The reason the groups are directory-specific is so that separate projects support compositionality. In other words, you (or someone) should be able to take your project, and combine it with another separate project, and still have them both compile correctly. If groups were global, both your project and another project may have the same-named group <submodgroup>, which would then break both builds when you build them together. Suddenly your project would be including object files it did not intend to, and vice versa. By making them specific to the directory, it anchors them into the tree so that they are still unique globally.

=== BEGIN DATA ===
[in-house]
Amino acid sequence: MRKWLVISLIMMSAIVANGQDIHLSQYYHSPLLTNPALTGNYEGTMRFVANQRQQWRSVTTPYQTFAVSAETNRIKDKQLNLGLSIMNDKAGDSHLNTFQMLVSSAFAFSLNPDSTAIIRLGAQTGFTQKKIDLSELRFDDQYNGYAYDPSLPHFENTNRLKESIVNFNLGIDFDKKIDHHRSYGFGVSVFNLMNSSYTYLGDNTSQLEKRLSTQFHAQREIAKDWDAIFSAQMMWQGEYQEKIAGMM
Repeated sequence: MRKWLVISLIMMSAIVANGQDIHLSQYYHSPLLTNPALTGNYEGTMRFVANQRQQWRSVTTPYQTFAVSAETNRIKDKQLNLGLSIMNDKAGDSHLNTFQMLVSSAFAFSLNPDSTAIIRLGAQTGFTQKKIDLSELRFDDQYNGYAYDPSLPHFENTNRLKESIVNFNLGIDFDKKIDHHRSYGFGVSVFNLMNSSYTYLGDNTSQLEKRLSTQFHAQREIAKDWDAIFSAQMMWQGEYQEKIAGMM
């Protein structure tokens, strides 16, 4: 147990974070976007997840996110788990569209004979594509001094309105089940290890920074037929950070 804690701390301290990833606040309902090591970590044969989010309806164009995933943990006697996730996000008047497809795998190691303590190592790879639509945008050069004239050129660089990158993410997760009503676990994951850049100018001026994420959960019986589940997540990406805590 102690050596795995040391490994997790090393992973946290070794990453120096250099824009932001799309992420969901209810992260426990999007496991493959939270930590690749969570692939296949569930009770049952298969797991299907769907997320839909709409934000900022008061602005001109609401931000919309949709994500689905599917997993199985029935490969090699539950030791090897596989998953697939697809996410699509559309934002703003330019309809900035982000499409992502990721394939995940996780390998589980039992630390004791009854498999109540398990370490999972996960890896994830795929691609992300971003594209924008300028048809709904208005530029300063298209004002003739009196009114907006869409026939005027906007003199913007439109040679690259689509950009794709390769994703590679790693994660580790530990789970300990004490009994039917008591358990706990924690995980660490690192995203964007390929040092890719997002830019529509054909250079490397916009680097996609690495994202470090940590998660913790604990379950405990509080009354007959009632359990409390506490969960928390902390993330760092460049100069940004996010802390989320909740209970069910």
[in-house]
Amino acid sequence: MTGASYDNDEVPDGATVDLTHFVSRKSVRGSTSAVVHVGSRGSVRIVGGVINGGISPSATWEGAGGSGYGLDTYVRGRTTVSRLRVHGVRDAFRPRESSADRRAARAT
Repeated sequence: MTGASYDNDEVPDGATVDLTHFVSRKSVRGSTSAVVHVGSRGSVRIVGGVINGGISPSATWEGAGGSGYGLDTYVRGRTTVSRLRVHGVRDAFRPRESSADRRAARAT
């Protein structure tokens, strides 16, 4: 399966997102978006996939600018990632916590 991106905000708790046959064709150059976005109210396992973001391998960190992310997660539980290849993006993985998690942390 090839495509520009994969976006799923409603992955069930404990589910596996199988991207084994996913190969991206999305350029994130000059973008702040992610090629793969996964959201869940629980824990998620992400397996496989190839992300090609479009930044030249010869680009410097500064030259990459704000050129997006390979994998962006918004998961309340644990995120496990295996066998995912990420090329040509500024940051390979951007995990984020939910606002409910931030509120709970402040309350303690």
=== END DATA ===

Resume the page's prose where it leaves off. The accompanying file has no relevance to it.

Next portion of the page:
If you prefer to have "global" groups, you can just anchor them to the root of your project. Something like this:
MYPROJ_ROOT = $(TUP_CWD)
Then each Tupfile in your project can reference groups as $(MYPROJ_ROOT)/<groupname>, and you have effectively made groups global for your project, but can still be combined with another project without worrying about conflicting names.